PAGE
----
Violence is not merely a running theme in Gambino’s video, but more so a constant. The jarring execution of the guitar-soloist-turned-shackled-prisoner early on and the massacre of the church choir (both alluding to real incidences of violence against black people) show direct interaction between American [ring]leadership and victims. Between those two flashpoints, however, the video relies on mise-en-scène to create layered relationships, an example of which are the schoolchildren dancing behind Gambino. I read the schoolchildren’s performance as a means of survival in a hostile environment—a metaphor for most marginalized Americans’ patterns of consumption and labor in a socio-racially stratified system. Only possible to grasp with the long shots is the situation of the schoolchildren between [ring]leadership and the violence constantly unfolding in the background; as a collective, they are an enabler of violence caused by leadership’s behavior. Thus, their dancing extends commentary on the aforementioned double bind with which (especially racial) minority groups are faced: survival in an oppressive system renders one complicit in the oppression of other minoritized groups, even one’s own people. As if it were not obvious, “This Is America” sonicizes and visualizes the shattering of individualism as a potentially defiant force (as in “This Is Me”), implicitly calling for a collective politics.

As riddled with entendre as Gambino’s body expressions are, the mise-en-scène of “This Is America” both repeats and varies the meaning of Gambino’s choreography, erecting visual/sonic structures of feeling which recognize societal systems as paramount. With the choreography for “This Is Me” being its only source of meaning, the potency of asserting pride and place is not understood by any on-screen characters beyond those using trying to use it as a tactic. In making the spectacle the only point of emphasis, “This Is Me” actually undercuts the power of pride as a factor in social progress by making it the only one considered. In spite of criticisms that Gambino’s failure to make (black) social dance the point of the video,[12] I argue that it is precisely this choice—deploying dance as a tool of visual interruption rather than as a cohesive research method—that makes the video profound portrayal of blackness in America.

Just as Nguyen argues the “visual logic” of viewer identification with the top (in gay male pornography) is “staged from the bottom’s point of view,”[13] “This Is Me” encourages identification with historically white, individualist agency narratives from the perspective of the minoritized. “This Is America,” through its acknowledgment and recreation of the social conditions under which blackness is lived, confounds the binary of victim and perpetrator. Avoidance of such a binary negates the possibility of existing an inverted privilege/identification scheme (i.e. through the oppressed, the viewer still identifies with the already privileged oppressor). Gambino presents a counterexample to a privilege-reinforcing identification scheme and, therefore, creates an effective political intervention where “This Is Me” does not. The presence of a privilege-reinforcing identification scheme can thus be used by viewers as a litmus test for a failed political intervention in other media.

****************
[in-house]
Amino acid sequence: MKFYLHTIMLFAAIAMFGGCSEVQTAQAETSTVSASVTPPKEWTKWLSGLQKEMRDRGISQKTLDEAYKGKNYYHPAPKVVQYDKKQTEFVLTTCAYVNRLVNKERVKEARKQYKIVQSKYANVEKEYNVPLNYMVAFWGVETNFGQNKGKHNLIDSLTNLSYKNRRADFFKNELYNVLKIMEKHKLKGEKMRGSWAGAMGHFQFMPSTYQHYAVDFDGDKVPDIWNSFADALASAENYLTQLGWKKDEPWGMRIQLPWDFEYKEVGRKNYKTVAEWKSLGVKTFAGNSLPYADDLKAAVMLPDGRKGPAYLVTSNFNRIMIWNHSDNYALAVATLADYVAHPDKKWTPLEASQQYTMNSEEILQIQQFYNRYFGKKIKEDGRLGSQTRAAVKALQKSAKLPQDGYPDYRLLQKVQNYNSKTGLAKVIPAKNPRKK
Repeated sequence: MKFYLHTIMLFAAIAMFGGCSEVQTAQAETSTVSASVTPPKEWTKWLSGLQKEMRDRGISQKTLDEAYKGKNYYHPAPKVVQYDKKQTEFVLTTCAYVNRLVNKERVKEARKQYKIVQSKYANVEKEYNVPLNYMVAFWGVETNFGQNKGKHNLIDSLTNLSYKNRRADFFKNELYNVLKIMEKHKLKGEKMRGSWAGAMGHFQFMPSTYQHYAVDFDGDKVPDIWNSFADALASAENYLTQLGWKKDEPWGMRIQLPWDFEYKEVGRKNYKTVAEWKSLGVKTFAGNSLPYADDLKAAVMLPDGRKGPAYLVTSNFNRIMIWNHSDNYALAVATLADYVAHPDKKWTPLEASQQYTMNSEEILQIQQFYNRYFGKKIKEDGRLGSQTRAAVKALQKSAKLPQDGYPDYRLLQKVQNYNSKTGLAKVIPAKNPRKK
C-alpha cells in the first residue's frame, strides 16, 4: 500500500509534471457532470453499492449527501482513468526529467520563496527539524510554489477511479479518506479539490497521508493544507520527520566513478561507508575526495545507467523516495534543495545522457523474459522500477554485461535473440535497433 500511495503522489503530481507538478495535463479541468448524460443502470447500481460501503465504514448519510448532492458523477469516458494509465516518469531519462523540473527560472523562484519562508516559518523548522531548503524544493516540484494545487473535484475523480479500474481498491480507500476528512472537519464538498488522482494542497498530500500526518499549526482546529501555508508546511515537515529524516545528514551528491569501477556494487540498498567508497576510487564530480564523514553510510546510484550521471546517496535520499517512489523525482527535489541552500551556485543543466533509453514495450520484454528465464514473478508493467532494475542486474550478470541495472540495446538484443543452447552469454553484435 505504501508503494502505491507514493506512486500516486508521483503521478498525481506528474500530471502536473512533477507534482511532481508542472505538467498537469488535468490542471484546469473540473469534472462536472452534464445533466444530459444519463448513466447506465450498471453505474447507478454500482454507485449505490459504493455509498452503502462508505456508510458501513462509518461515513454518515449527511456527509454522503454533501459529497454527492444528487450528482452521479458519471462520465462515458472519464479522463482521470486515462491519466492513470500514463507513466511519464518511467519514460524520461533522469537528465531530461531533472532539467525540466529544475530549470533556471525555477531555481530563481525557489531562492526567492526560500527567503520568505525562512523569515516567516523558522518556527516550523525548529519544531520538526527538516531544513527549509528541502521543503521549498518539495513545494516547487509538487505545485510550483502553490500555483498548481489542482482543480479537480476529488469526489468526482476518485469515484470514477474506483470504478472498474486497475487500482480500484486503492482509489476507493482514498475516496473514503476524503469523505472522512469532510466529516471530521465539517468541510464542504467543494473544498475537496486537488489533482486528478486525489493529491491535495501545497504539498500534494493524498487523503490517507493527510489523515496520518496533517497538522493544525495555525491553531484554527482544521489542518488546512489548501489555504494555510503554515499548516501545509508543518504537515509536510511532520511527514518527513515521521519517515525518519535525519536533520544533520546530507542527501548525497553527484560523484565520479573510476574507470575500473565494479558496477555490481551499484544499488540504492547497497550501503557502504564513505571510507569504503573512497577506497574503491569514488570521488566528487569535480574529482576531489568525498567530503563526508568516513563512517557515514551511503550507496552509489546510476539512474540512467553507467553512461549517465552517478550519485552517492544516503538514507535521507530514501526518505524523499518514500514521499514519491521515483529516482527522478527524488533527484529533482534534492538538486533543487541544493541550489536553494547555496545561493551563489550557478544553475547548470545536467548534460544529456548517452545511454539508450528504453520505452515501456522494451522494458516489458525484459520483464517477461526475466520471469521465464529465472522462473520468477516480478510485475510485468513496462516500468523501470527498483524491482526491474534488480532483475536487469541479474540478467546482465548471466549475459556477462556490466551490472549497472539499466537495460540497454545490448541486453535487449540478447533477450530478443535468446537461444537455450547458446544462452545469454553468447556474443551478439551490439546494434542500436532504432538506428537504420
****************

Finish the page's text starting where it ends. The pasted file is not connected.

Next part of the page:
Popular media, especially that coming out of Hollywood, is dealing increasingly with themes of identity, diversity, and representation. This makes such media inherently political. Like in formal politics, messages must be crafted to address and resonate with varied constituencies. On the production side, the inclination is to interlace visual conversations of political themes with “shared/American values,” which may work to unintentionally reinforce privilege rather than create new spaces for representation of minoritized identity categories. On the consumption side, I call for more widespread use of the previously described litmus test for political intervention effectiveness among media’s viewership, and encourage critics to incorporate such arguments about films’ messaging into discussion of structural elements.

[1] Hiro Murai, “Childish Gambino – This Is America (Official Music Video),” YouTube, 5 May 2018, https://www.youtube.com/watch?v=VYOjWnS4cMY.

[2] David Sims, “The Astonishing Success of The Greatest Showman,” The Atlantic, 22 Jan. 2018, https://www.theatlantic.com/entertainment/archive/2018/01/the-astonishing-success-of-the-greatest-showman/551081/.

[3] “The Greatest Showman,” IMDb, 2017, https://www.imdb.com/title/tt1485796/.

[4] “The Greatest Showman Cast – This Is Me (Official Lyric Video),” Atlantic Records, YouTube, 11 Jan. 2018, https://www.youtube.com/watch?v=CjxugyZCfuw.

[5] Sims, “The Astonishing Success of The Greatest Showman,” Jan. 2018.

[6] Michael Gracey, The Greatest Showman, 20th Century Fox, 8 Dec. 2018.

[7] https://wMichael Hahn, “The Greatest Showman was derided by critics. So why has its soundtrack shot straight to No 1?” The Guardian, 7 Feb. 2018, ww.theguardian.com/film/shortcuts/2018/feb/07/big-choruses-greatest-showman-soundtrack-top-of-charts-hugh-jackman.

[8] Michael Gracey, The Greatest Showman, 20th Century Fox, 8 Dec. 2018.

[9] Alana Yzola, “Hidden Meanings Behind Childish Gambino’s ‘This Is America’ Video Explained,” Insider – YouTube, 9 May 2018, https://www.youtube.com/watch?v=9_LIP7qguYw.

[10] In addition to many viral dance moves appropriated by the video, the schoolchildren and Gambino perform the Gwara Gwara, a South African dance move, on several occasions, creating room to liken racial hierarchies persistent in the U.S. to Apartheid South Africa. See Yzola, “Hidden Meanings,” Insider, 2018; Additionally, in the final bridge, Gambino says: “You just a black man in this world,” thus broadening the scope of discourses around racism, which typically focus on the features of one nation’s political system, to the international.

[11] As in “Get your money, black man (black man).”

[12] Thomas DeFrantz, “b.O.s. 7.3 / This is America,” ASAP Journal, 27 Aug. 2018, asapjournal.com/b-o-s-7-3-this-is-america-thomas-f-defrantz/.

[13] Nguyen Tan Hoang, A View from the Bottom (Duke University Press: 2014), 10.